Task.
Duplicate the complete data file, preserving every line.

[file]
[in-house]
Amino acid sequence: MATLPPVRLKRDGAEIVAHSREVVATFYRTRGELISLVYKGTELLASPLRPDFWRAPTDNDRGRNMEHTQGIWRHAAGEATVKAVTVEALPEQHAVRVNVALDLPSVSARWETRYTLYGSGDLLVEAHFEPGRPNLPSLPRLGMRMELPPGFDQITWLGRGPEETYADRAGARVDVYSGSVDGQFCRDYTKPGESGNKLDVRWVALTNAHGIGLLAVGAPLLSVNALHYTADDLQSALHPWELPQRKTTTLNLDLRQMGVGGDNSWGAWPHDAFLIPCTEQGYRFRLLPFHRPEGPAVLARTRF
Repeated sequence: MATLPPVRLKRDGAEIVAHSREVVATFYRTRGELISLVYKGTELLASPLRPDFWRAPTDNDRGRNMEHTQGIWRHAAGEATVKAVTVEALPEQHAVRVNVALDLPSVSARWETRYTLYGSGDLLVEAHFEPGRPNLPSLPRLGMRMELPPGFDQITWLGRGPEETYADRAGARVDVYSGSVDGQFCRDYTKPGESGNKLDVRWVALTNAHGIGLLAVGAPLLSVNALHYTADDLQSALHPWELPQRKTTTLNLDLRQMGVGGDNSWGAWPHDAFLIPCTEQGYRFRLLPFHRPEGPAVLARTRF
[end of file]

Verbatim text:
[in-house]
Amino acid sequence: MATLPPVRLKRDGAEIVAHSREVVATFYRTRGELISLVYKGTELLASPLRPDFWRAPTDNDRGRNMEHTQGIWRHAAGEATVKAVTVEALPEQHAVRVNVALDLPSVSARWETRYTLYGSGDLLVEAHFEPGRPNLPSLPRLGMRMELPPGFDQITWLGRGPEETYADRAGARVDVYSGSVDGQFCRDYTKPGESGNKLDVRWVALTNAHGIGLLAVGAPLLSVNALHYTADDLQSALHPWELPQRKTTTLNLDLRQMGVGGDNSWGAWPHDAFLIPCTEQGYRFRLLPFHRPEGPAVLARTRF
Repeated sequence: MATLPPVRLKRDGAEIVAHSREVVATFYRTRGELISLVYKGTELLASPLRPDFWRAPTDNDRGRNMEHTQGIWRHAAGEATVKAVTVEALPEQHAVRVNVALDLPSVSARWETRYTLYGSGDLLVEAHFEPGRPNLPSLPRLGMRMELPPGFDQITWLGRGPEETYADRAGARVDVYSGSVDGQFCRDYTKPGESGNKLDVRWVALTNAHGIGLLAVGAPLLSVNALHYTADDLQSALHPWELPQRKTTTLNLDLRQMGVGGDNSWGAWPHDAFLIPCTEQGYRFRLLPFHRPEGPAVLARTRF